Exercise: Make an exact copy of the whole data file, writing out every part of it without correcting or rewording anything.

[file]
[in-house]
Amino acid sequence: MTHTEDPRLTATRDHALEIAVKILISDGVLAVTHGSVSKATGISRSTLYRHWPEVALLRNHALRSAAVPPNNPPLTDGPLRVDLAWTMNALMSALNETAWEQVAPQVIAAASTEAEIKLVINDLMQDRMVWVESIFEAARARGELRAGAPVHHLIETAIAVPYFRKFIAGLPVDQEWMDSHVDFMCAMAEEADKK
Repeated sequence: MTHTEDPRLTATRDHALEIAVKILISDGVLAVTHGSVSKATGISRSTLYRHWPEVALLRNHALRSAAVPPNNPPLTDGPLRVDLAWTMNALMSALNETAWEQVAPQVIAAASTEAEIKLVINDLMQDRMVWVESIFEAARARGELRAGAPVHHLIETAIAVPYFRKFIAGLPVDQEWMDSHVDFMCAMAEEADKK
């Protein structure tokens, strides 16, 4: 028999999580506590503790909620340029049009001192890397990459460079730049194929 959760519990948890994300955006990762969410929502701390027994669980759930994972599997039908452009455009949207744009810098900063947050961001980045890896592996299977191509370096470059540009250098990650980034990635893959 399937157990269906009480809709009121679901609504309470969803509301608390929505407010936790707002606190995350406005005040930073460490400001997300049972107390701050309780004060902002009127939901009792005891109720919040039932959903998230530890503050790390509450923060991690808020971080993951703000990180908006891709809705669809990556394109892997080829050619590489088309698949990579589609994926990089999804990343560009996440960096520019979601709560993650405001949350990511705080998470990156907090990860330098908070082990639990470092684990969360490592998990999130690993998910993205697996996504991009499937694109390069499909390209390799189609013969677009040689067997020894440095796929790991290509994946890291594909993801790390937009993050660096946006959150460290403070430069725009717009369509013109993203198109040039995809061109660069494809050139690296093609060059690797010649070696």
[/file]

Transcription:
[in-house]
Amino acid sequence: MTHTEDPRLTATRDHALEIAVKILISDGVLAVTHGSVSKATGISRSTLYRHWPEVALLRNHALRSAAVPPNNPPLTDGPLRVDLAWTMNALMSALNETAWEQVAPQVIAAASTEAEIKLVINDLMQDRMVWVESIFEAARARGELRAGAPVHHLIETAIAVPYFRKFIAGLPVDQEWMDSHVDFMCAMAEEADKK
Repeated sequence: MTHTEDPRLTATRDHALEIAVKILISDGVLAVTHGSVSKATGISRSTLYRHWPEVALLRNHALRSAAVPPNNPPLTDGPLRVDLAWTMNALMSALNETAWEQVAPQVIAAASTEAEIKLVINDLMQDRMVWVESIFEAARARGELRAGAPVHHLIETAIAVPYFRKFIAGLPVDQEWMDSHVDFMCAMAEEADKK
């Protein structure tokens, strides 16, 4: 028999999580506590503790909620340029049009001192890397990459460079730049194929 959760519990948890994300955006990762969410929502701390027994669980759930994972599997039908452009455009949207744009810098900063947050961001980045890896592996299977191509370096470059540009250098990650980034990635893959 399937157990269906009480809709009121679901609504309470969803509301608390929505407010936790707002606190995350406005005040930073460490400001997300049972107390701050309780004060902002009127939901009792005891109720919040039932959903998230530890503050790390509450923060991690808020971080993951703000990180908006891709809705669809990556394109892997080829050619590489088309698949990579589609994926990089999804990343560009996440960096520019979601709560993650405001949350990511705080998470990156907090990860330098908070082990639990470092684990969360490592998990999130690993998910993205697996996504991009499937694109390069499909390209390799189609013969677009040689067997020894440095796929790991290509994946890291594909993801790390937009993050660096946006959150460290403070430069725009717009369509013109993203198109040039995809061109660069494809050139690296093609060059690797010649070696």